Monday, March 21, 2011

Notes to Self: Tobacco Road Marathon Race Report


Hey Pfitz.  
Yeah?  You ran yesterday didn’t you… how did it go?
Well Pfitz, despite doing just about every mile of your savagery cum training plan, I didn’t feel fit.  
Get out.  How can that be?
I don’t know.  I just didn’t get my ‘marathon skinny’ going. 
Well maybe if you’d put down the chardonnay and candy…
Don’t get all scientific with meI get it.  But I also think it’s because I haven’t done a marathon in 4 years.  And I was
 I was…
 I was kinda sorta scared. 
First, stop stealing my punctuation.  Second, UP. YOURS.
OK ok .  I know, you’re probably all sore and cranky today.
Meh, my quads are little sore, but I feel pretty good.
See, I told you I trained you good.
Well, you know I missed my last planned 20 with that foot thing.  And that did wonders to sprout the seeds of doubt already sown in my head.
Is this a race report or ‘The Grapes of Wrath’?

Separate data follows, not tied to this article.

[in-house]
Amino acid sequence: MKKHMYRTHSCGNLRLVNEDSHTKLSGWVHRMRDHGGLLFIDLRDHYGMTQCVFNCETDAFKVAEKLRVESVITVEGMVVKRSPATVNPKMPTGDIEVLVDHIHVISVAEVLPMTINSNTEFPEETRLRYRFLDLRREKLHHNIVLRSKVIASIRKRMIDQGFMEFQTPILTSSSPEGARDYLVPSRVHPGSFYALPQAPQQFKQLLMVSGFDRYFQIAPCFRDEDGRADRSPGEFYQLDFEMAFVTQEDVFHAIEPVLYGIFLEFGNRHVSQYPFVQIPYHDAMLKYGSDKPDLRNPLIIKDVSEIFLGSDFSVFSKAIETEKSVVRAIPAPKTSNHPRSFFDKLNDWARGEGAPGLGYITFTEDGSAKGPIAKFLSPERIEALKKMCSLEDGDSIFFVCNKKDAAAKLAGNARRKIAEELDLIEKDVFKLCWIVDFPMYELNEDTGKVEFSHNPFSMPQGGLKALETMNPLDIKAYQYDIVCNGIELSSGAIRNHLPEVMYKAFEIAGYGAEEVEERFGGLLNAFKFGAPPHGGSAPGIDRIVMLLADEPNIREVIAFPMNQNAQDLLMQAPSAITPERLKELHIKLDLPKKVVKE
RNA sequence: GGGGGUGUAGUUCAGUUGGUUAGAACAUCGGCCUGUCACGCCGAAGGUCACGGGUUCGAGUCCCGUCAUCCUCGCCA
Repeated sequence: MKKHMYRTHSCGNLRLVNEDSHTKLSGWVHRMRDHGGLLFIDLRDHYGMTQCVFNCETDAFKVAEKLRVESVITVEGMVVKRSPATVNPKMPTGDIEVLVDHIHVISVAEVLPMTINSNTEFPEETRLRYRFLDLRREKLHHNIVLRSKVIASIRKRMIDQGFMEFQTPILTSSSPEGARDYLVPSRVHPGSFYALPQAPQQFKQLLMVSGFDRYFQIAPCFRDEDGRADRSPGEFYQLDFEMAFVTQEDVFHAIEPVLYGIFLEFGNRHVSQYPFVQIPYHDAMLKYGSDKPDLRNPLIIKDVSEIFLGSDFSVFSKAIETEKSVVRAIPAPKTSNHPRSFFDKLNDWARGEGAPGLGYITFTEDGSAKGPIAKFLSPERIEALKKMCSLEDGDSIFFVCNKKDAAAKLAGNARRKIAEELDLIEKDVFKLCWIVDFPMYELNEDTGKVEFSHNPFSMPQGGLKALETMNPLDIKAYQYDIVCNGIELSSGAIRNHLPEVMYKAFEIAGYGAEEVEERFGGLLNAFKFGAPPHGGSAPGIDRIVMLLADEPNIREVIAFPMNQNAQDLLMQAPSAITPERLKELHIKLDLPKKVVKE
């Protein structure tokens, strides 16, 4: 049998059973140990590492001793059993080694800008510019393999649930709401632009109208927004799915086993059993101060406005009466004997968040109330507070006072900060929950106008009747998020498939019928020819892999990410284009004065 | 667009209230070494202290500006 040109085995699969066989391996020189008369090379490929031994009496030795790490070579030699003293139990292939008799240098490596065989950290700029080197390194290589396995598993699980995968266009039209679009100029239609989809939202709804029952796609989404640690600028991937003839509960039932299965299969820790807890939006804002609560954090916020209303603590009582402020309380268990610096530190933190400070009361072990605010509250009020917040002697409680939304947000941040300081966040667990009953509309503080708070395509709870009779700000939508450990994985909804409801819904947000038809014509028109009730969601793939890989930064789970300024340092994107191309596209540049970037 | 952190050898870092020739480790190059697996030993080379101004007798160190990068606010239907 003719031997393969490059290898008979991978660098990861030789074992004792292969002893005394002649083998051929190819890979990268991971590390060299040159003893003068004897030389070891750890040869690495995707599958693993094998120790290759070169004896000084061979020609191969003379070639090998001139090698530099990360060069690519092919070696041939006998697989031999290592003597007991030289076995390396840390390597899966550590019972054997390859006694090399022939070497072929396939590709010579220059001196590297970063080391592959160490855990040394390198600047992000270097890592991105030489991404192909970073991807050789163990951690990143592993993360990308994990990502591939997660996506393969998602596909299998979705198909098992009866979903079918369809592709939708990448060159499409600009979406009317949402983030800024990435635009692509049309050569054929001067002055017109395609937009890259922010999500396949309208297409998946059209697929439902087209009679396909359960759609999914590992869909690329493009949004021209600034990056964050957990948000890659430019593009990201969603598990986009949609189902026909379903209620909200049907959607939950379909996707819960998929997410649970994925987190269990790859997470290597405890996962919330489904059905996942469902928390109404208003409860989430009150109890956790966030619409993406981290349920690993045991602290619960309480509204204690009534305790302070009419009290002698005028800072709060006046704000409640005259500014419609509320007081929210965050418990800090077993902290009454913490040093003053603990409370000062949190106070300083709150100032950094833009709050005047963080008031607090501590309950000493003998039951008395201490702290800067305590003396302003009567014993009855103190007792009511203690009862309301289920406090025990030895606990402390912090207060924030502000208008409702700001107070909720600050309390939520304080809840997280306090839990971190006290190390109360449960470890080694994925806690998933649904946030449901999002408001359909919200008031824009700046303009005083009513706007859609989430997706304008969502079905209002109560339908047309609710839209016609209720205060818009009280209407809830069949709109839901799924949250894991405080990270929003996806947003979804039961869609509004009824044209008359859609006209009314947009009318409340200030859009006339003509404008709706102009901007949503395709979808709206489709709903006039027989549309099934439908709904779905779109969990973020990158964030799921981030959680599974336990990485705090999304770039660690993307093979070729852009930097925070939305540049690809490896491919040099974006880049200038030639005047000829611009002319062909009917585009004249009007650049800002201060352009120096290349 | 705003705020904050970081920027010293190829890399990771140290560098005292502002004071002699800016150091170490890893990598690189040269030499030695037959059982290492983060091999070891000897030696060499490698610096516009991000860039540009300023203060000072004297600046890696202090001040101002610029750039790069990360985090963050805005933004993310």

You wanna test the ‘Cranky’ part of your “sore and cranky’ theory?
Um no.
Then pipe down and listen, I’ll tell you about the race.
Oh.  OK.  Let me pull up a comfy chair.
Sure, whatever.
Should I order in some food?  You tend to ramble on.
If you wanna keep those kneecaps I’d suggest you pretend you’re mute for a bit.
Sorry.  Carry on.
Thank you your highness.  So, about a week before the race I started to kinda think ‘How am I going to get through this?’
It’s called ‘Taper Madness’, remember?
Well, it was more than that.  I didn’t have any explicit time goals, I just wanted to have a good race and not suffer badly.  I wanted to finish and want to do another one.  I didn’t want to be chanting ‘Never again….never again…never again…’ with each footfall.
I don’t think you could said ‘Never again’ 3 times with each footfall unless you’re talking really fast.
Don’t – DO NOT – make me get the duct tape.  OK, so I started to toy with the idea of Gallowaying the first half of the race.
Galloway.  Jeff Galloway.